Uncovering Abiotic Stress in Rain-Fed Wheat Crop through UAV based Multi-Sensor Imagery Fusion

Project Description

Wheat holds a dominant position as the primary staple food crop in Pakistan, encompassing a vast cultivation area of over 9 million hectares, which exceeds the combined cultivation area of other significant crops, including rice, maize, cotton, and sugarcane. Notably, a substantial proportion of approximately 33% of the wheat production in Pakistan occurs in rain-fed areas, surpassing the cultivation of any other crop in such regions. Nevertheless, despite its agricultural importance, the overall wheat production in the country fails to meet the targeted levels, primarily due to various constraints. The productivity of wheat in rain-fed regions is particularly susceptible to climatic conditions, which are subject to continuous fluctuations. Given its prominence as the major crop cultivated in these areas, wheat faces heightened vulnerability to the adverse impacts of such changing climatic patterns. Consequently, the potential consequences include food insecurity, underscoring the significance of addressing and mitigating these challenges.

The productivity of wheat crops in rain-fed areas is significantly influenced by climatic factors. It is crucial to quantitatively assess the morphological and physical alterations induced in the crop as a result of important climatic parameters, such as temperature and rainfall, in order to understand the levels of abiotic stress experienced by the plants. Consequently, the primary motivation behind this research project is to investigate and identify abiotic stresses, including drought, heat stress, waterlogging, and nutrient imbalances, in rain-fed wheat crops. To achieve this objective, the proposed project aims to integrate data acquired from two sensors, namely multi-spectral and thermal sensors, mounted on an unmanned aerial vehicle (UAV) platform. By fusing the imagery obtained from these sensors, the study seeks to discern and analyze the abiotic stress levels experienced by the rain-fed wheat crop. The ultimate goal of this research endeavor is to identify and screen a genotype of wheat that exhibits tolerance to abiotic stresses, particularly suited for the rain-fed regions of Pakistan.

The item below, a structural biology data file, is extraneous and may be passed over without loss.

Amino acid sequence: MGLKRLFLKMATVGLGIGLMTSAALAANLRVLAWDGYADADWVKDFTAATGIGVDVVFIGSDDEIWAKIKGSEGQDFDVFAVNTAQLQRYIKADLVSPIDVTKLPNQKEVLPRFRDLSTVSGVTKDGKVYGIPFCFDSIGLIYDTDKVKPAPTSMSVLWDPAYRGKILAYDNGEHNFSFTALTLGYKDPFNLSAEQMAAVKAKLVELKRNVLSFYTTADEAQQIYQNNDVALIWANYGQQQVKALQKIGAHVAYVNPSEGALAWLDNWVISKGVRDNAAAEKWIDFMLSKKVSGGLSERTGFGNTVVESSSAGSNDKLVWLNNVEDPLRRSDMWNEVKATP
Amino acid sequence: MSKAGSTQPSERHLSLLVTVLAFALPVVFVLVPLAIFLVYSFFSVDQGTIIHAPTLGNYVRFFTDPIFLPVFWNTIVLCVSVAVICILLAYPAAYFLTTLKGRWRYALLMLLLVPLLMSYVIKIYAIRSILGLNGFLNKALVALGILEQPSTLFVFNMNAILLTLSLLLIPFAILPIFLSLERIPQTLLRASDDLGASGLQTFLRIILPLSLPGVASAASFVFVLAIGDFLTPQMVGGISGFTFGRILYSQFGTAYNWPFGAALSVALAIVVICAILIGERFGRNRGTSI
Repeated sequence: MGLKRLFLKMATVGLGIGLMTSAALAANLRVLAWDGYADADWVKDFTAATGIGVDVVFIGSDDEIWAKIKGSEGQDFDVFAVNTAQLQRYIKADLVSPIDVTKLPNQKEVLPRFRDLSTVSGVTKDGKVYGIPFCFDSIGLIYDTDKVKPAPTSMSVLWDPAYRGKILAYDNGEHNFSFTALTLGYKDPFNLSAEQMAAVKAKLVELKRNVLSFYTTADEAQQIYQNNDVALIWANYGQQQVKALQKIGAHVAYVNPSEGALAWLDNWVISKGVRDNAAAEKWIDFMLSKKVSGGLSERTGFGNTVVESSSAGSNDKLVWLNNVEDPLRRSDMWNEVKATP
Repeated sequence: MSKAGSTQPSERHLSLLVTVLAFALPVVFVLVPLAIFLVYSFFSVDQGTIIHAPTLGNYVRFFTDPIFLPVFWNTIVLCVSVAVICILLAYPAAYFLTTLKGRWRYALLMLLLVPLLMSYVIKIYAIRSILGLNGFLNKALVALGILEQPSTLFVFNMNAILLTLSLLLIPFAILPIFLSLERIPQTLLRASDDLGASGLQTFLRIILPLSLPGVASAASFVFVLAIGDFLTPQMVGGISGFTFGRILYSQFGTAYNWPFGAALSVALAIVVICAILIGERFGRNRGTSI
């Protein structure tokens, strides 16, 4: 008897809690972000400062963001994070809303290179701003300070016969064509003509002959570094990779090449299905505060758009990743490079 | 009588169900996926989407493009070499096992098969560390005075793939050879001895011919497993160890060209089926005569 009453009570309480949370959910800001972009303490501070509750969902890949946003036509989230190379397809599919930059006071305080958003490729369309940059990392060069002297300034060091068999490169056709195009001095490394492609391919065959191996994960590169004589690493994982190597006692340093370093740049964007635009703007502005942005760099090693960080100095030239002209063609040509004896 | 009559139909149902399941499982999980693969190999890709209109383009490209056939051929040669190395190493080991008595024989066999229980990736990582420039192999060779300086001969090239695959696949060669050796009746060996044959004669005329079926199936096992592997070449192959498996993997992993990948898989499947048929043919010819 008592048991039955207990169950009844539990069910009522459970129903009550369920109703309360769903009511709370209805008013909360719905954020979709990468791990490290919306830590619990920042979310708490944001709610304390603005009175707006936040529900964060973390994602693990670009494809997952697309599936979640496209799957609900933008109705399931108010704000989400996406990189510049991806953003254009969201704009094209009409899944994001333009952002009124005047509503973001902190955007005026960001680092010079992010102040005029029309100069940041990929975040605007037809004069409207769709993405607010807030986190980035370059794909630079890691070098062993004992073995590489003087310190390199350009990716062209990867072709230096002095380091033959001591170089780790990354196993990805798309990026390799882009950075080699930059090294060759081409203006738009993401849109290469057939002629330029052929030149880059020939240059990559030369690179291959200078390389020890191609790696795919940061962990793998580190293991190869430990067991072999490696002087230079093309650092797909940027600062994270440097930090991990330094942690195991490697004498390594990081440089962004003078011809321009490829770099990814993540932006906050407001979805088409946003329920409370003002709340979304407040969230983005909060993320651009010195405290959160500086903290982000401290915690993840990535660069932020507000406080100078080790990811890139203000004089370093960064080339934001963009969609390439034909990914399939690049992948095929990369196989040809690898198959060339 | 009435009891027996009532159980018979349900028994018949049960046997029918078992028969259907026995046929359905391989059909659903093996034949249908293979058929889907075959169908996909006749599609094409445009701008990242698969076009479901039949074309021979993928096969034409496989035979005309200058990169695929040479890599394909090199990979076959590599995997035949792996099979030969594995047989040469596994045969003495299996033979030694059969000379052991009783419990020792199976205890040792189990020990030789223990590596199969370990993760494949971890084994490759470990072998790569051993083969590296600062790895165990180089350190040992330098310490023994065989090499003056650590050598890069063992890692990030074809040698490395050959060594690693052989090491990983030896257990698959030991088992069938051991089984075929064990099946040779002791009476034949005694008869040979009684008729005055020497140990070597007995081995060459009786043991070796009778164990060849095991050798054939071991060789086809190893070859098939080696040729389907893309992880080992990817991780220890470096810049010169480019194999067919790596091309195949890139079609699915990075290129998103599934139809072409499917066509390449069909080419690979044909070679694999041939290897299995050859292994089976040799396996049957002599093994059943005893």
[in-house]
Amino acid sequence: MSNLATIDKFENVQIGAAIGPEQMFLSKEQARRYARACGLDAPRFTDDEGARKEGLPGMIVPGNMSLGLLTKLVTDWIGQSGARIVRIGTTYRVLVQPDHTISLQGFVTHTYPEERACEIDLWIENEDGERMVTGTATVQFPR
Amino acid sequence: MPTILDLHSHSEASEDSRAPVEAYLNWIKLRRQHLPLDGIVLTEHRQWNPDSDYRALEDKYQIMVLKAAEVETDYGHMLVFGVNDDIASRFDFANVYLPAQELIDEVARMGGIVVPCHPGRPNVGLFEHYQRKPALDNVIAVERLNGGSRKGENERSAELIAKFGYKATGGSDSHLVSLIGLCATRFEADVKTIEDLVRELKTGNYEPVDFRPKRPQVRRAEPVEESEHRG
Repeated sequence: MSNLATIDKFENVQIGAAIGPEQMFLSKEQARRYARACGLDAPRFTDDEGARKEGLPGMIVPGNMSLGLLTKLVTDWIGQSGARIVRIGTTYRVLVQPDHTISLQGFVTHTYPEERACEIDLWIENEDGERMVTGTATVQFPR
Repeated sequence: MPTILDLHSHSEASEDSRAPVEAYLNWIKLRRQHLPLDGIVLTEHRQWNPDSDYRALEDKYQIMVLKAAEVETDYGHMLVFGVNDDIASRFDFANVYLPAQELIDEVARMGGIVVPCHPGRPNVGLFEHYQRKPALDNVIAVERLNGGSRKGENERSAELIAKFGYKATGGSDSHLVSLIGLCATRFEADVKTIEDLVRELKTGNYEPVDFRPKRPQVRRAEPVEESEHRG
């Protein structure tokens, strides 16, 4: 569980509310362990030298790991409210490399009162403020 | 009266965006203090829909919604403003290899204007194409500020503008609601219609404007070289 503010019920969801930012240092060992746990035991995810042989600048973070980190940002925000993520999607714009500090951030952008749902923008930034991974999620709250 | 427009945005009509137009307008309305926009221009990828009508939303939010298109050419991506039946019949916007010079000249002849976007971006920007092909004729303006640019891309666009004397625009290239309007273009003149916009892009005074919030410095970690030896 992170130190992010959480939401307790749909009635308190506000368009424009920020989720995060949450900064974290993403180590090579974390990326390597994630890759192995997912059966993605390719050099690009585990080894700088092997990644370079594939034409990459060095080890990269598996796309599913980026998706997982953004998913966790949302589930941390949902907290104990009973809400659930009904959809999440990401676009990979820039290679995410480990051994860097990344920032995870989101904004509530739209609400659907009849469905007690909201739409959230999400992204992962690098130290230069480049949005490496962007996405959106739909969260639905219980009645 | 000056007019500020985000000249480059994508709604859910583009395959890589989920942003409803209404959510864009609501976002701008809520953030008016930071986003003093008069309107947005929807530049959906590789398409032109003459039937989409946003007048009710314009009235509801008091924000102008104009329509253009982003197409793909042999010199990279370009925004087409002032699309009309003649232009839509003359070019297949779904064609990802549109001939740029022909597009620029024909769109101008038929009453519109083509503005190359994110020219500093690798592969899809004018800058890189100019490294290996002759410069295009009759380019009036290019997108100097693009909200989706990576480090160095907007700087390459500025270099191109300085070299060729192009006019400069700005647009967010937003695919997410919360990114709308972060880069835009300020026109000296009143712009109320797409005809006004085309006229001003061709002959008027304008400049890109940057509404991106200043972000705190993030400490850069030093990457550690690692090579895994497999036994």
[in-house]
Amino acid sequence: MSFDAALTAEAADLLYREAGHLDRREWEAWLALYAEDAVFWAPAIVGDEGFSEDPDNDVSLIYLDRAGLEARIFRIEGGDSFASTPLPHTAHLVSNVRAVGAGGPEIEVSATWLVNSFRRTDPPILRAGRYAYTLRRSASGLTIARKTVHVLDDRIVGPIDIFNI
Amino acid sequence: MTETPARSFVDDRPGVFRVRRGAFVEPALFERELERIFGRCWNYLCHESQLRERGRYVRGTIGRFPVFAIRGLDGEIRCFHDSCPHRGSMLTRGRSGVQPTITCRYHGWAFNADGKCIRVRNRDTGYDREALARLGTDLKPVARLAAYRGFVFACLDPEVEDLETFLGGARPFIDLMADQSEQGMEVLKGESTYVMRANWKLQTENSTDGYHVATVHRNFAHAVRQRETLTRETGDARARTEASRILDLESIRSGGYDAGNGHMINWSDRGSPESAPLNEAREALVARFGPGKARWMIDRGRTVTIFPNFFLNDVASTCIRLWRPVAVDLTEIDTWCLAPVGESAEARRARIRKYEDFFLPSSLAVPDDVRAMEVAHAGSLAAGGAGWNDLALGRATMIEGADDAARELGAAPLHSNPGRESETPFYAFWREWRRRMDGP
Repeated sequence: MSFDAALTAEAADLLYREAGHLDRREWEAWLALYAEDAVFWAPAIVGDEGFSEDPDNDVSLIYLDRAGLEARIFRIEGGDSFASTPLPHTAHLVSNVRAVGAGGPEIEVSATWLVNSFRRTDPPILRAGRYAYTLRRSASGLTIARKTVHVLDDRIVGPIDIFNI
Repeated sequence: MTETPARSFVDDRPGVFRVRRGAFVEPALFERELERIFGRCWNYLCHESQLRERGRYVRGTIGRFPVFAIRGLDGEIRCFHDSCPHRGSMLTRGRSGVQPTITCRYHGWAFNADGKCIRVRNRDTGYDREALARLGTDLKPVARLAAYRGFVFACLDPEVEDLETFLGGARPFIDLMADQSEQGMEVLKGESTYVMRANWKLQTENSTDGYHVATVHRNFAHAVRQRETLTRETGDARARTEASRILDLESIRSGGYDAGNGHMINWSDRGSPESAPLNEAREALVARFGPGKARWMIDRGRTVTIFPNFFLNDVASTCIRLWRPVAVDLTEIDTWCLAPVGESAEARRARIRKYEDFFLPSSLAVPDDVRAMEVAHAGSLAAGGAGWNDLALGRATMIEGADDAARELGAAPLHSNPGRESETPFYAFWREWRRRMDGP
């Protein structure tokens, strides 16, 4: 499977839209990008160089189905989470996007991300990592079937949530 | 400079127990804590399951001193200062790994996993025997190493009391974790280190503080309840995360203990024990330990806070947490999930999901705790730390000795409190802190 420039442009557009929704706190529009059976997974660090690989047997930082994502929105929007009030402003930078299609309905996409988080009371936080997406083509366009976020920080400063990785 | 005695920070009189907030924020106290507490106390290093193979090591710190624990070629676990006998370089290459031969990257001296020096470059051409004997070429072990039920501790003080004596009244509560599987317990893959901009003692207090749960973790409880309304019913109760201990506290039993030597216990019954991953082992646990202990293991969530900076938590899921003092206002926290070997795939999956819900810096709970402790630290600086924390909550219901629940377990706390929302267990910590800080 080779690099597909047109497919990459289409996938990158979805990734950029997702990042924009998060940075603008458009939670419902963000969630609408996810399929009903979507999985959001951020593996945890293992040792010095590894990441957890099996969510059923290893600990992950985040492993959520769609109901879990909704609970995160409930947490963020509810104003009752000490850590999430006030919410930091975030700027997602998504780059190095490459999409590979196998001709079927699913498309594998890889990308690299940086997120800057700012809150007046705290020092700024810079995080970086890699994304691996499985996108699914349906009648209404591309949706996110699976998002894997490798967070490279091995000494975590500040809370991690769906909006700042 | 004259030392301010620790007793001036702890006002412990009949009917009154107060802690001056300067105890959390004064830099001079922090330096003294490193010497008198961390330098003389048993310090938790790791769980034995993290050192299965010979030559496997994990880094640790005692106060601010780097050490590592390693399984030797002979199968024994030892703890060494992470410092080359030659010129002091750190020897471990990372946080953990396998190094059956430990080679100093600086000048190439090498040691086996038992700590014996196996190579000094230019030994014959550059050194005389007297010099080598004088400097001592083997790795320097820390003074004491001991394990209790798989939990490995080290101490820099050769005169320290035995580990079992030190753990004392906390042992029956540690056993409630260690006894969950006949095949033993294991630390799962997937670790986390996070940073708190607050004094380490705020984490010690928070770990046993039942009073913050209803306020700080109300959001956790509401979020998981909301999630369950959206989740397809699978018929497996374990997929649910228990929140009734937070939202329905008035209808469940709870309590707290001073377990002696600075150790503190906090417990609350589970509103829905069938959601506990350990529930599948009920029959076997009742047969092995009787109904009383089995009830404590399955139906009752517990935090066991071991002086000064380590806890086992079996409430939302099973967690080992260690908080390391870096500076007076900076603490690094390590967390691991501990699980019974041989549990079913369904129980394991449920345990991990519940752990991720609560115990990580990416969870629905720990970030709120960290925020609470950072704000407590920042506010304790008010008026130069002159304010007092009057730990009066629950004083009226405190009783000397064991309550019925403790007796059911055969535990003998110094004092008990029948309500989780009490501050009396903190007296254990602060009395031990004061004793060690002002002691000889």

The initial phase of the project entails the acquisition of multi-spectral and thermal imagery utilizing an unmanned aerial vehicle (UAV) over winter wheat fields at the National Agricultural Research Center (NARC). In addition to imagery, agro-meteorological data will be gathered from weather stations installed at the field site. Subsequently, the acquired data will undergo a series of pre-processing steps prior to its utilization for analysis. Following data acquisition, the identification, and extraction of canopy pixels from the imagery will be carried out utilizing various spectral indices, such as the Normalized Difference Vegetation Index (NDVI) and Enhanced Normalized Difference Vegetation Index (ENDVI). Additionally, pertinent indices for abiotic stress assessment will be computed. These indices will then be subjected to statistical analysis to investigate the crop's response and establish correlations with environmental parameters. To validate the effectiveness of our analysis, ground data collected during the data acquisition phase will be utilized.

Overall, this study aims to employ UAV-based multi-spectral and thermal imagery to gather data on the winter wheat crop at NARC. The subsequent analysis, which involves the extraction of canopy pixels and the computation of relevant spectral indices, will provide insights into the crop's response to environmental factors. By statistically analyzing these indices and correlating them with environmental parameters, this study seeks to enhance our understanding of the crop's behavior. Furthermore, the validation of our analysis through comparison with ground data will ensure the accuracy and reliability of the results obtained.

Project Partners

  • NUST – National University of Science and Technology, Islamabad, Pakistan

Funded by

funded by the German Academic Exchange Service (DAAD) from funds of the Federal Foreign Office (German: Auswärtiges Amt, AA)